AVAILABLE FOR SALE OR RENT 3/1/2009
Almost new Spring Hill, FL William Ryan built home with double door entry and large study. Light, bright and neutral throughout. No rear neighbors! Home features many outstanding upgrades including Double Pane Low E insulated windows throughout SAVE $$$ on A/C! Linen Corian Countertops in the kitchen — 42″ multi-level maple cabinets with crown molding and decorator hardware. Side by side refrigerator. Security System.
Smooth top range and microwave. Are you looking for a large kitchen? You have to see these home! These plans feature optional an extended breakfast nook. The master baths feature cultured marble and a garden tub and upgraded tile; and ceramic tile in all wet areas and kitchen. These homes stand out from the rest. Sterling Hill amenities included a gated entrance clubhouse and huge pool, picnic area, playgrounds, tennis and basketball courts, and nature trails. Florida Magnet School across the street from the outside of the development.
Some of the pros and cons of [tag]construction-to-permanent loan[/tag]s from both the builder’s and the buyer’s perspectives.
For one thing, buyers can obtain such financing much cheaper than builders, which means the house can probably be built for less money. For another, only one closing is involved, so there’s only one set of expensive [tag]settlement cost[/tag]s. Sometimes known as “[tag]single-close[/tag],” “[tag]one-time close[/tag]” or even “[tag]all-in-one” loans[/tag], C2P mortgages start out as construction loans and then convert automatically to permanent [tag]financing[/tag] when the house is completed. They are not new. In fact, they have been around for years and are the favored form of financing in the [tag]custom home[/tag] market. But with lenders raising the bar ever higher, an increasing number of production [tag]builder[/tag]s are expected to turn to the product. Continue reading “Pros, cons of construction-to-permanent loans”
While the new [tag]construction[/tag] for [tag]single family dwelling[/tag]s may be slowing, [tag]baby boomer[/tag]s and gen-x-ers are at the forefront of the remodeling boom.
[tag]Home improvement[/tag] spending by home owners grew by 4.5 percent last year, with owner-occupants investing $149.5 billion in their homes, Baker reported. Although rising short-term interest rates and slower price appreciation has tempered owner spending, he said, the home improvement market “continues to be a major sector of our economy.” Continue reading “Remodel Boom Seen Continuing”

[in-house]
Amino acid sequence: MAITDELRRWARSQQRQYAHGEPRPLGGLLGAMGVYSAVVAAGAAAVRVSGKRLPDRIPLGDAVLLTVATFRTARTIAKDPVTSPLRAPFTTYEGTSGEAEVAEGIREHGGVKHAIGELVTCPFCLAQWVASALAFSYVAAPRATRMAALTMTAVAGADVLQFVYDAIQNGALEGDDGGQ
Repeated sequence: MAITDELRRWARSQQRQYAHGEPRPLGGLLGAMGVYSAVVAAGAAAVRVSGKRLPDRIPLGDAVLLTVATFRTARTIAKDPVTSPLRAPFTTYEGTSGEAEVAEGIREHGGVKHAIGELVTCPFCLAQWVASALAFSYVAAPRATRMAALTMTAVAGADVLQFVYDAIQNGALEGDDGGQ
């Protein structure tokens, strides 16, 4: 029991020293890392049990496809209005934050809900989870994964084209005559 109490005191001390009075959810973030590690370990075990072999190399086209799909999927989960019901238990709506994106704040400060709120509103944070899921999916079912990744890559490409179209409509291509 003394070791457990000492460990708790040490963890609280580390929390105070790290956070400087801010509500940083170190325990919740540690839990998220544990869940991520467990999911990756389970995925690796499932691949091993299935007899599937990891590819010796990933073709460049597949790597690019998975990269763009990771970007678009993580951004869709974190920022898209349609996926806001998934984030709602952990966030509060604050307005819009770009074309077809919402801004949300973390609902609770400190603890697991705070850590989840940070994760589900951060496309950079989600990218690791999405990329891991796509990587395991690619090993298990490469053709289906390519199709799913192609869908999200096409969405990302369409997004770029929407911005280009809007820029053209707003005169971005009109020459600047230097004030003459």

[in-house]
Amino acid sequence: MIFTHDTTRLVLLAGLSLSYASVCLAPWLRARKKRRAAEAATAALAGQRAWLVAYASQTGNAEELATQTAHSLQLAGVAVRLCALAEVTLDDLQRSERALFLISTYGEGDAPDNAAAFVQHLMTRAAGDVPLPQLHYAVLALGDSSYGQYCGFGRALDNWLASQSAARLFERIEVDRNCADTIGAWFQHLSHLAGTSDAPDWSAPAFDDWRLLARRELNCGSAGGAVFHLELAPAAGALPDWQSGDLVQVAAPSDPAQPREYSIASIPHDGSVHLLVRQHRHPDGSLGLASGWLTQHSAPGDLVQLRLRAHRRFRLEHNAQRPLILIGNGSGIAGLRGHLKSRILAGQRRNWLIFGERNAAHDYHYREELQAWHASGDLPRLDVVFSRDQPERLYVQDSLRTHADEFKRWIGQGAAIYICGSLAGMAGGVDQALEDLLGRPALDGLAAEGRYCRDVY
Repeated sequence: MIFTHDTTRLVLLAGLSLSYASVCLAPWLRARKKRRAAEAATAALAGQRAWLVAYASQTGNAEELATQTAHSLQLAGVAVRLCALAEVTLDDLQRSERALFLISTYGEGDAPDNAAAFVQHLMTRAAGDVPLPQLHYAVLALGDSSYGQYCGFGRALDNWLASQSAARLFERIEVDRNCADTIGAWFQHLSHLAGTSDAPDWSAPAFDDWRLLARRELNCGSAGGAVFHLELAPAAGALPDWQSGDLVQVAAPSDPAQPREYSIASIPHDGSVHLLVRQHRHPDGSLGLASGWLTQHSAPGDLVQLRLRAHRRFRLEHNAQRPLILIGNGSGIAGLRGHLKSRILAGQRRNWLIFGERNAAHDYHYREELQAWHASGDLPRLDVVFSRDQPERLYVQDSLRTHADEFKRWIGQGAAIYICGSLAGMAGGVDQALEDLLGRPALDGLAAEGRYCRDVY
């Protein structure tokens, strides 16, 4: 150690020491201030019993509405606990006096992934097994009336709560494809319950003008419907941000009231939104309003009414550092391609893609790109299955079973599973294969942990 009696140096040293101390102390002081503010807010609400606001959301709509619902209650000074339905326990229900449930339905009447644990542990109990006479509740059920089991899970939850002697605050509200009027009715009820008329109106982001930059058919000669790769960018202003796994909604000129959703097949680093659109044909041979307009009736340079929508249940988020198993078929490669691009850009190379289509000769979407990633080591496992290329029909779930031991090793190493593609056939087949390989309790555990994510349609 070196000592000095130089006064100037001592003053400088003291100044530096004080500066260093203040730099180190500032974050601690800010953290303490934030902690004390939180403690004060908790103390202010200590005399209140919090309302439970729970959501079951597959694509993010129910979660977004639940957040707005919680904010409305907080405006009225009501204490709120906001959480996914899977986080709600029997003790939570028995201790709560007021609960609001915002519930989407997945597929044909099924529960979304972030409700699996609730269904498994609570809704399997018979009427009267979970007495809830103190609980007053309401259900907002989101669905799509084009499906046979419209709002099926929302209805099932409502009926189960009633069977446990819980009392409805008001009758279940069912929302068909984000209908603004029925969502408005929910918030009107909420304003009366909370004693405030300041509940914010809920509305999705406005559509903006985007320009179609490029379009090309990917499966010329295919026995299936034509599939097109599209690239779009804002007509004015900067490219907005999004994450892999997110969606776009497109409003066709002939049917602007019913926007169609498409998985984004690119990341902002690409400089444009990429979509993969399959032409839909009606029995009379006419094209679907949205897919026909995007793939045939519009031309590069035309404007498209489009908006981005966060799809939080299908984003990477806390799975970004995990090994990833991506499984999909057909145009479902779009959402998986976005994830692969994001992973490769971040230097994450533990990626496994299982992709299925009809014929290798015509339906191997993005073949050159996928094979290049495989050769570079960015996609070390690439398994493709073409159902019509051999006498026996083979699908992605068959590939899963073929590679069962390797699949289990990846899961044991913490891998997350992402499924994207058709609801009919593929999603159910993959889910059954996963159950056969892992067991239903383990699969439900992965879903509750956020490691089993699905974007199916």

When a bathroom is more than just a bathroom.
Many Type-A [tag]bathroom[/tag]s are showing up in high-end “[tag]smart home[/tag]s,” which feature [tag]computer[/tag] systems that let [tag]homeowner[/tag]s control music, temperature and lights from wall-mounted [tag]touch pad[/tag]s. Now, builders and [tag]interior designer[/tag]s say, more owners also want [tag]toilet-side technology[/tag]. Future Home, a Los Angeles-based entertainment-system installer, says half of its clients request tech gear in the bathroom, up from about 10% five years ago. A year ago, [tag]New Jersey[/tag]-based smart-home installer Crestron began offering an [tag]Internet[/tag] option on its home [tag]touch-screen monitor[/tag]s. Continue reading “Bathrooms As Home Offices For Type-A Workaholics”
Discount brokers routinely charge up to 70 percent less than the commission paid to traditional real estate agencies.
New research from Penn State’s Smeal [tag]College of Business[/tag] may lend support to the [tag]Federal Trade Commission[/tag]’s stance that [tag]discount real estate broker[/tag]s do not harm [tag]consumer[/tag]s. The Smeal study finds that [tag]discount brokerage[/tag]s, which often cost several thousand dollars less than traditional [tag]real estate[/tag] agencies, get the same selling price for homes as their [tag]full-service[/tag] counterparts. However, sellers have to be willing to wait about one week longer for their homes to sell. Continue reading “Research claims discount brokers don’t affect home selling prices”
[tag]Property tax[/tag]es are one of the oldest forms of [tag]taxation[/tag], and disgruntlement over them doubtless dates from the time they were first imposed. In the U.S., one of the more notable revolts culminated in 1978, when [tag]California[/tag] voters passed the landmark [tag]Proposition 13[/tag].
Across the nation, [tag]American[/tag]s are revolting against [tag]rising property taxes[/tag]. According to the [tag]National Taxpayers Union[/tag], an advocacy group, taxpayers are seeking [tag]property-tax relief[/tag] in 20 states by such means as legislation, public hearings, citizen ballots or lawsuits. In Idaho, where property taxes in fast-growing areas have risen as much as 50% over the past five years,[tag] state legislator[/tag]s are reviewing recommendations to expand [tag]tax break[/tag]s for low-income, disabled, widowed and senior homeowners. Continue reading “Rising Property Taxes Spark Homeowners To Revolt”